Is Kenya doing enough to protect its citizens? - CNBC Africa

Is Kenya doing enough to protect its citizens?

East Africa

by Elayne Wangalwa 0

The Mpeketoni attack is the most deadly attack in Kenya since at least 67 people were killed during a siege at West Gate Mall in Nairobi.

The attacks mainly grenades, bombs and armed have been occurring throughout the country with alarming frequency since 2012. The main threat is from extremists linked to Al-Shabaab, a militant group in Somalia angered by Kenya’s military intervention in the war torn country.

According to Simon Allison, a senior reporter for Africa at the Daily Maverick, insecurity is on the rise in Africa.

(READ MORE: Islamists kill 50 in Kenya, some during World Cup screening)

“In some African countries, there are large very powerful Islamic groups operating and it really is one that governments have not come up with a satisfactory solution,” Allison said.

Last week, an attack carried out in the coastal town of Mpeketoni left at least 60 dead. The Mpeketoni attack is the most deadly attack in Kenya since at least 67 people were killed during a siege at a Nairobi mall last September.

(READ MORE: Kenyan market impacted by the Westgate mall terror attack)

“In Kenya we have seen in recent months a crackdown on the Somali population. The government is hoping that by rounding up Somalis they are going to round up Al-Shabaab Islamists in the process. I am not sure that this is the right way to go about it because what ultimately happens is [government] are committing human rights abuses in the process of trying to maintain the security threats,” Allison said.


As a result to the recent attacks, the Kenyan government has reacted by deploying the military in some trouble spots. They have also contracted telecommunication, Safaricom, to supply the regime with a national surveillance system worth 14.9 billion Kenyan shillings. The security communications system will entail state-of-the-art CCTV surveillance cameras linked to the Command Control Centre to boost security.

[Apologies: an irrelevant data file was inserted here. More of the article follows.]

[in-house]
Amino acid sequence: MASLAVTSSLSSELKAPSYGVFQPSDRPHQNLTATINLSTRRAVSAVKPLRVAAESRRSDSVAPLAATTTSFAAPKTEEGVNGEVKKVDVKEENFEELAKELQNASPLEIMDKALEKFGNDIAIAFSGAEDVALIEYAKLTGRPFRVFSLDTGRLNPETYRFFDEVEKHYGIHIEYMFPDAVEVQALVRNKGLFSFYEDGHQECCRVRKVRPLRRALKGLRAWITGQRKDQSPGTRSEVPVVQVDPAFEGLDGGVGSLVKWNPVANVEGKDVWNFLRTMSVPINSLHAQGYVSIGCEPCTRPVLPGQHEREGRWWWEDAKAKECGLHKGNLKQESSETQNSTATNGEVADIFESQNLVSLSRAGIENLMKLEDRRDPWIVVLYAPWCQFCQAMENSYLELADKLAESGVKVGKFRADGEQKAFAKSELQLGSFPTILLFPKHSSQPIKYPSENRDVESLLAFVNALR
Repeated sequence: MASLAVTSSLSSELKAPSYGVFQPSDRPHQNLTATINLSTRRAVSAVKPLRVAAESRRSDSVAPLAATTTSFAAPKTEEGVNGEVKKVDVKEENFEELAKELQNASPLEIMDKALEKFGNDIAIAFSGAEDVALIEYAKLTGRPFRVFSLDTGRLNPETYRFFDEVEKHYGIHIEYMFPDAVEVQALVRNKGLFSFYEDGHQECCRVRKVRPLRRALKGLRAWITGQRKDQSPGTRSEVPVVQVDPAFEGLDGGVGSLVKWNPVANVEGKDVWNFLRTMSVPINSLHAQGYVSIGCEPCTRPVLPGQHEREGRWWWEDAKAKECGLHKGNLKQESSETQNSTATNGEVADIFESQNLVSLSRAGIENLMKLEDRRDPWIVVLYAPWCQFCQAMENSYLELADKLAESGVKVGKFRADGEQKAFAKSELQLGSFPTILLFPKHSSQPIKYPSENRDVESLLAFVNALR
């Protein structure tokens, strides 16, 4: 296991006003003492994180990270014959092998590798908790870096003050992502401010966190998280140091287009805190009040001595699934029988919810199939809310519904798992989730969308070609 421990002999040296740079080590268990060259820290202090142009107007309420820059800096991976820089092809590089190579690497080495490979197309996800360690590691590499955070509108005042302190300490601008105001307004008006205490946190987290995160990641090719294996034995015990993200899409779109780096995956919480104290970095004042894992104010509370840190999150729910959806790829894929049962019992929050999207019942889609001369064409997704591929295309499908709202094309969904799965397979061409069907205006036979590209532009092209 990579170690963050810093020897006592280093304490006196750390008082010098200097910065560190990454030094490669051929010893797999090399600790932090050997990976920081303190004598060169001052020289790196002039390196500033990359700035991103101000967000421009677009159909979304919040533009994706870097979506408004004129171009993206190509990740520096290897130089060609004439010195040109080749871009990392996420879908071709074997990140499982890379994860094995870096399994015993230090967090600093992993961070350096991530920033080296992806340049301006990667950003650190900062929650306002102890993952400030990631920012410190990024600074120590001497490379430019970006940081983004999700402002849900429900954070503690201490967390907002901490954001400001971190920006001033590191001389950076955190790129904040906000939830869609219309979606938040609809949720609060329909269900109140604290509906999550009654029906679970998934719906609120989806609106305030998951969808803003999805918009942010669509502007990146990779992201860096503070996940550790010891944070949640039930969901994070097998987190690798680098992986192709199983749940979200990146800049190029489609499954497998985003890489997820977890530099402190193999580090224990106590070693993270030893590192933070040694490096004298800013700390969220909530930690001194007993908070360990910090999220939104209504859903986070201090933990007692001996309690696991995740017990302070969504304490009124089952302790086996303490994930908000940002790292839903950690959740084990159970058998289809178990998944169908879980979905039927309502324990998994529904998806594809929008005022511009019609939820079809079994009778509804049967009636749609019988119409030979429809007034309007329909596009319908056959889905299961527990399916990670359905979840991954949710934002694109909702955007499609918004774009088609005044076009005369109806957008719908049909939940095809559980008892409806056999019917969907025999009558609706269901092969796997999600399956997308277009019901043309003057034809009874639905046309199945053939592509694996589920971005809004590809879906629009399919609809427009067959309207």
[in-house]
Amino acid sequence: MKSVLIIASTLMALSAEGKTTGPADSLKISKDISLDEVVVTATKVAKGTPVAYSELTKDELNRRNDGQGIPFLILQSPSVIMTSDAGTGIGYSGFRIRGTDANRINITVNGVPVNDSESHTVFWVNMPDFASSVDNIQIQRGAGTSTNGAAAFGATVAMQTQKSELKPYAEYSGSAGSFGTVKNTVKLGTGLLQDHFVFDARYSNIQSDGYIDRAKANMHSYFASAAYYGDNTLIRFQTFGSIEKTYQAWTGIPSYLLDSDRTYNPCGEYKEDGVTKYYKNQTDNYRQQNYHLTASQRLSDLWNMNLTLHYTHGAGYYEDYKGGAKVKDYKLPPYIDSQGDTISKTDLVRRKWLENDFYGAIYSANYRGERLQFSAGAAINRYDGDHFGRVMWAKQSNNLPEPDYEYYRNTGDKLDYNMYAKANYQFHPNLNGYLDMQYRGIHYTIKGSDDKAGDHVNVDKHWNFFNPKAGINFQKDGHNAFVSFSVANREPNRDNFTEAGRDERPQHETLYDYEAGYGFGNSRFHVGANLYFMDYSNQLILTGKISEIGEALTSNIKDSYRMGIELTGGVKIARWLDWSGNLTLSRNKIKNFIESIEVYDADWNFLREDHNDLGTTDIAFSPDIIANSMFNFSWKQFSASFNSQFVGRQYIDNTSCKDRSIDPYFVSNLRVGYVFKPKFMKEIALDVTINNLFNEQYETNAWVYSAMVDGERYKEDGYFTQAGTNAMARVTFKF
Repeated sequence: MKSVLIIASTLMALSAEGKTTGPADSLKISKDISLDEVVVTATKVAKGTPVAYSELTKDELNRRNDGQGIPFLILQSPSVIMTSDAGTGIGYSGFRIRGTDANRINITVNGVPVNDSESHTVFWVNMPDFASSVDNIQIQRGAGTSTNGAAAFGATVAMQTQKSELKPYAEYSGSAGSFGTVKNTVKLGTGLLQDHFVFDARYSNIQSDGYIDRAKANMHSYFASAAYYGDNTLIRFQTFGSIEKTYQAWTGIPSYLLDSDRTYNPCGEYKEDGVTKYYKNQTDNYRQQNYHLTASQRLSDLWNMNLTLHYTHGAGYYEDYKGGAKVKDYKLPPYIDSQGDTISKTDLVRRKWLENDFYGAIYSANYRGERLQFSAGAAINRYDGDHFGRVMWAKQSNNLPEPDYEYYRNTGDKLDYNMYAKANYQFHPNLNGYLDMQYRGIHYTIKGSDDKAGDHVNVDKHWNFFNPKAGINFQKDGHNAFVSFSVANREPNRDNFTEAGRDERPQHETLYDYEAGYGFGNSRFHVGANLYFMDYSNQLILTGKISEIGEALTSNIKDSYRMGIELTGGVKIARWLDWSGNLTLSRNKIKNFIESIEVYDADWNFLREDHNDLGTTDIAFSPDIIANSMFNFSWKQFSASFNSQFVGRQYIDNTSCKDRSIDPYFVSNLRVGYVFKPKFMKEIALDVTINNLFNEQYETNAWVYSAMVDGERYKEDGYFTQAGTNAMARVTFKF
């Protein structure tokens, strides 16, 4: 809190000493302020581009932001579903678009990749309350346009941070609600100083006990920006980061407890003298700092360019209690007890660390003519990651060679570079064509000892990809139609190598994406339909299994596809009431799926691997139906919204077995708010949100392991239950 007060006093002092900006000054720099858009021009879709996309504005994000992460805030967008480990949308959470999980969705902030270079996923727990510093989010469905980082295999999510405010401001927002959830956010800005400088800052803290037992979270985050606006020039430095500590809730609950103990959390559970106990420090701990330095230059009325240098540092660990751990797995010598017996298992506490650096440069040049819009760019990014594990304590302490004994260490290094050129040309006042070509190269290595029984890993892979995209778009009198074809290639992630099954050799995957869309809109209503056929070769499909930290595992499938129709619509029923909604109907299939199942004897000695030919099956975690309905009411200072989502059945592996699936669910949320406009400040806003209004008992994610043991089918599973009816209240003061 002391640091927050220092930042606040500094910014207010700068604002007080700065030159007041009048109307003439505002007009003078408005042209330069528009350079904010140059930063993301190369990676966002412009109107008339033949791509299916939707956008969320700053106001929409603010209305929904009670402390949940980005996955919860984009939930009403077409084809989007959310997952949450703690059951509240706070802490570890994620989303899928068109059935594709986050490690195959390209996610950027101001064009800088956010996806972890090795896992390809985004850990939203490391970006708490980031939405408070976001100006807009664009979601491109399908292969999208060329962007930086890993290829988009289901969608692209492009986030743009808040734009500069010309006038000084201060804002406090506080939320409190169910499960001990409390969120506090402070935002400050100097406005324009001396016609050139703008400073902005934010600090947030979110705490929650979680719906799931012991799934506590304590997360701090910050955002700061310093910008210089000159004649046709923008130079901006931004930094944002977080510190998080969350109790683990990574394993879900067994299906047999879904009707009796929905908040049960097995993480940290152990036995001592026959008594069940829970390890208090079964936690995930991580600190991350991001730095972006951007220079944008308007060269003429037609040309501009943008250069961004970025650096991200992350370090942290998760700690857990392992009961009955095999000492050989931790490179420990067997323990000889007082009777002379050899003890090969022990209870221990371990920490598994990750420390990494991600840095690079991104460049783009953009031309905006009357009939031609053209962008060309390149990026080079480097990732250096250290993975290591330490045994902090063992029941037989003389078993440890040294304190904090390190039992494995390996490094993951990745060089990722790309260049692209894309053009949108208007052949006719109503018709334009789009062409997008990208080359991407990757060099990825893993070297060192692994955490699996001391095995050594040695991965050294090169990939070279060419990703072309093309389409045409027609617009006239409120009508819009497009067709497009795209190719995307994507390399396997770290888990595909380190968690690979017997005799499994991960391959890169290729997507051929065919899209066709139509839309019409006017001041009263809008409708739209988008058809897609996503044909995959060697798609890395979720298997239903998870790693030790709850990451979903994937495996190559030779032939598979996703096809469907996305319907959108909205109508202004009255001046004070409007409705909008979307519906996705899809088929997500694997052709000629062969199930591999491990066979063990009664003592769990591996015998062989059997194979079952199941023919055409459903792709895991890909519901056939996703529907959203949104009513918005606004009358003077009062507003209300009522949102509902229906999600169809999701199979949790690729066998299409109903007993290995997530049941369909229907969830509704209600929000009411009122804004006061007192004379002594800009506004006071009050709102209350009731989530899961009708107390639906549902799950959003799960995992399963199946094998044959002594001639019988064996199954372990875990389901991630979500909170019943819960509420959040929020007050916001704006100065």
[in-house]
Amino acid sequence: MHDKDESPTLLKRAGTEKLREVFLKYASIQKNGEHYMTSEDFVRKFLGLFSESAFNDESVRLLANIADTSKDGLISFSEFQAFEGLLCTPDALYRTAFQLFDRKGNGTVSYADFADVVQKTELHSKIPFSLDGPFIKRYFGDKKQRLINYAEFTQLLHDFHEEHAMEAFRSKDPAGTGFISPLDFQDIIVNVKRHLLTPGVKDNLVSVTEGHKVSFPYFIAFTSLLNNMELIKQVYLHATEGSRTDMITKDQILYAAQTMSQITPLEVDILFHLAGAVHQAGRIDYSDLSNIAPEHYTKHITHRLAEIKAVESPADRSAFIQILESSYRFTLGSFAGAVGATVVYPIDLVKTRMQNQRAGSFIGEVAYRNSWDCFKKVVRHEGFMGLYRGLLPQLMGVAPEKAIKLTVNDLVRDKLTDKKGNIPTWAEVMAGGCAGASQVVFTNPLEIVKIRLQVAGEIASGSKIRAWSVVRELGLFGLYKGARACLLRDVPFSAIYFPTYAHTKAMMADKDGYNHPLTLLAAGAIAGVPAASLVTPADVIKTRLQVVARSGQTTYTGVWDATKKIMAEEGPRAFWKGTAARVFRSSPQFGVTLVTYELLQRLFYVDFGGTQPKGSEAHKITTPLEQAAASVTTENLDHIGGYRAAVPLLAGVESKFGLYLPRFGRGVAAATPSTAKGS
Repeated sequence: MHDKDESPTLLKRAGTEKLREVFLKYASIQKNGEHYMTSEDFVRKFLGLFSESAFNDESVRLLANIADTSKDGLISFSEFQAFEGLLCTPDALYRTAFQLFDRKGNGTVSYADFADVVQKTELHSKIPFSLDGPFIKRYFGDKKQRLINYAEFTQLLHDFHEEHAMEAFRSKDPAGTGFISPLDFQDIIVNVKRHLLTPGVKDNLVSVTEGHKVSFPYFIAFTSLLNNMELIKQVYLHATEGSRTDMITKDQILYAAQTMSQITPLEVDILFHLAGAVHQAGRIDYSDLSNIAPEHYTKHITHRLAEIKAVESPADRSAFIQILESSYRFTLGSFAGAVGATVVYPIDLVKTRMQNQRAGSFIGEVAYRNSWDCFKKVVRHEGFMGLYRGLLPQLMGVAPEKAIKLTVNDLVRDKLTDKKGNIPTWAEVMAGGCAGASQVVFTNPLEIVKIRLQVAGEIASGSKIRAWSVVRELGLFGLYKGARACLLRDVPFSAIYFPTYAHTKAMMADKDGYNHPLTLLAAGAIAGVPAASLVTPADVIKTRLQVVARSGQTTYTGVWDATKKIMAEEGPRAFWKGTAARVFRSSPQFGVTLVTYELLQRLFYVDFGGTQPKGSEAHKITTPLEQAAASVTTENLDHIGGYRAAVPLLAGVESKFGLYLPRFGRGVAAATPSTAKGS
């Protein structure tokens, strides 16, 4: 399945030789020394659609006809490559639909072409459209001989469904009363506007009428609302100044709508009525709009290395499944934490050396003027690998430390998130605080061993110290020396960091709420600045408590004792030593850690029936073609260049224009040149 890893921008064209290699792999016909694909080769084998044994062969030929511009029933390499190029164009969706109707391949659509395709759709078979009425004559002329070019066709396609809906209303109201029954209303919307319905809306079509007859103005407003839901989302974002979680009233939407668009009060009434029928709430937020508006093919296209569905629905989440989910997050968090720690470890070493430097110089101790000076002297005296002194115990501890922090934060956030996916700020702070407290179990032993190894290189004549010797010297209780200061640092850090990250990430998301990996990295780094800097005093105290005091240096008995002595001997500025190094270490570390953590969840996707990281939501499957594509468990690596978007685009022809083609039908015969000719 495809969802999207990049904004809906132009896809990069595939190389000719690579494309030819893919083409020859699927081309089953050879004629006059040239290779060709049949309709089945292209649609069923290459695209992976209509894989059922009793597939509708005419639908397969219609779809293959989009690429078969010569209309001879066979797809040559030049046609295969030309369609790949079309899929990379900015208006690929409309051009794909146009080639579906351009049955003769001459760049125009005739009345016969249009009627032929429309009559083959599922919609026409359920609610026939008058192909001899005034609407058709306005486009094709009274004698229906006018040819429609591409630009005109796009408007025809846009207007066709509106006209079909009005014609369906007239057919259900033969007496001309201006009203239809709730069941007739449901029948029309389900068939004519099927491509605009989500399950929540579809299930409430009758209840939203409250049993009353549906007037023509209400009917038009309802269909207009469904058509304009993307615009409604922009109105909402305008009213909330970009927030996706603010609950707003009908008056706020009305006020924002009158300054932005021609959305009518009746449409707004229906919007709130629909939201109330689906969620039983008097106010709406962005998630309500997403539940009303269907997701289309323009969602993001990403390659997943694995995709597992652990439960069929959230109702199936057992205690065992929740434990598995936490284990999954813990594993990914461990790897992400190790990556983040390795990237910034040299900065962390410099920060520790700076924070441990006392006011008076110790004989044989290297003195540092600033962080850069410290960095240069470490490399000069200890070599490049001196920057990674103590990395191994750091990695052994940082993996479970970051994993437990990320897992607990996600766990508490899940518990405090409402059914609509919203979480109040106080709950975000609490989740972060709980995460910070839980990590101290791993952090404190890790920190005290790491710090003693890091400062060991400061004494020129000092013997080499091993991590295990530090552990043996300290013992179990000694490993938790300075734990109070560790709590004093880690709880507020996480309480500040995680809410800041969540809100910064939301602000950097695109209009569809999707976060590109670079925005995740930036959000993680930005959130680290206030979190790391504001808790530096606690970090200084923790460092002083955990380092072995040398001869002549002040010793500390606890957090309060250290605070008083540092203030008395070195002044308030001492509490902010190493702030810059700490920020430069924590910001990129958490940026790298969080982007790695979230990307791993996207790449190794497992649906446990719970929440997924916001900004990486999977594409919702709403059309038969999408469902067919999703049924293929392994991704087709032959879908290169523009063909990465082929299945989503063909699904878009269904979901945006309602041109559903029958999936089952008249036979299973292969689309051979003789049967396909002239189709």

During the country’s 2014/2015 budgetary address, a total of 179.1 billion Kenyan shillings was allocated to boost security.

(READ MORE: Budget increases as Al-Shabaab declares ‘war zone’ in Kenya)

Henry Rotich, cabinet secretary for the Treasury, said during his budgetary address, “Without security, the economy will not grow and therefore we will continue prioritising on security.”

The United States, the United Kingdom, France and Australia have issued travel advisories to Kenya since the wake of terror threats in the country.

According to US government who revised their travel advisory to Kenya on Thursday, warned its citizens of travelling to various parts of the country without consent. The foreign government also stated they will relocate some of their staff.

(READ MORE: US warns of impending attacks in Kenya)